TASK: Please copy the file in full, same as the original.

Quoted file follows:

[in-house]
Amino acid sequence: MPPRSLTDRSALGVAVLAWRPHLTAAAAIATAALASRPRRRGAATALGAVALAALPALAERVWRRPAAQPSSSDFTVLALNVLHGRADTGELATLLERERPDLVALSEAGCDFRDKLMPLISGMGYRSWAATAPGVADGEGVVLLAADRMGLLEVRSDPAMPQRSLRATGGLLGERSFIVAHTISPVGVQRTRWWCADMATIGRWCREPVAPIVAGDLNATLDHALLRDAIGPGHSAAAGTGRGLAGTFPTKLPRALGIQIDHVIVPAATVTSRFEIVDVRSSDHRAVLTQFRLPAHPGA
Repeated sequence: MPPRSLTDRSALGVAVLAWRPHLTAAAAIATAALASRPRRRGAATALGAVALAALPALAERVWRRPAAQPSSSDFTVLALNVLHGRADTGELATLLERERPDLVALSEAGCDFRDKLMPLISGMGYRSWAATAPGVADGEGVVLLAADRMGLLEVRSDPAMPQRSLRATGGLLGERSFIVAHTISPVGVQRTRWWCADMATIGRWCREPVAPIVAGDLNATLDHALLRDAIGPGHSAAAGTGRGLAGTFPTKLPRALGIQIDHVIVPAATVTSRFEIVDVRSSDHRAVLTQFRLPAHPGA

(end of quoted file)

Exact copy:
[in-house]
Amino acid sequence: MPPRSLTDRSALGVAVLAWRPHLTAAAAIATAALASRPRRRGAATALGAVALAALPALAERVWRRPAAQPSSSDFTVLALNVLHGRADTGELATLLERERPDLVALSEAGCDFRDKLMPLISGMGYRSWAATAPGVADGEGVVLLAADRMGLLEVRSDPAMPQRSLRATGGLLGERSFIVAHTISPVGVQRTRWWCADMATIGRWCREPVAPIVAGDLNATLDHALLRDAIGPGHSAAAGTGRGLAGTFPTKLPRALGIQIDHVIVPAATVTSRFEIVDVRSSDHRAVLTQFRLPAHPGA
Repeated sequence: MPPRSLTDRSALGVAVLAWRPHLTAAAAIATAALASRPRRRGAATALGAVALAALPALAERVWRRPAAQPSSSDFTVLALNVLHGRADTGELATLLERERPDLVALSEAGCDFRDKLMPLISGMGYRSWAATAPGVADGEGVVLLAADRMGLLEVRSDPAMPQRSLRATGGLLGERSFIVAHTISPVGVQRTRWWCADMATIGRWCREPVAPIVAGDLNATLDHALLRDAIGPGHSAAAGTGRGLAGTFPTKLPRALGIQIDHVIVPAATVTSRFEIVDVRSSDHRAVLTQFRLPAHPGA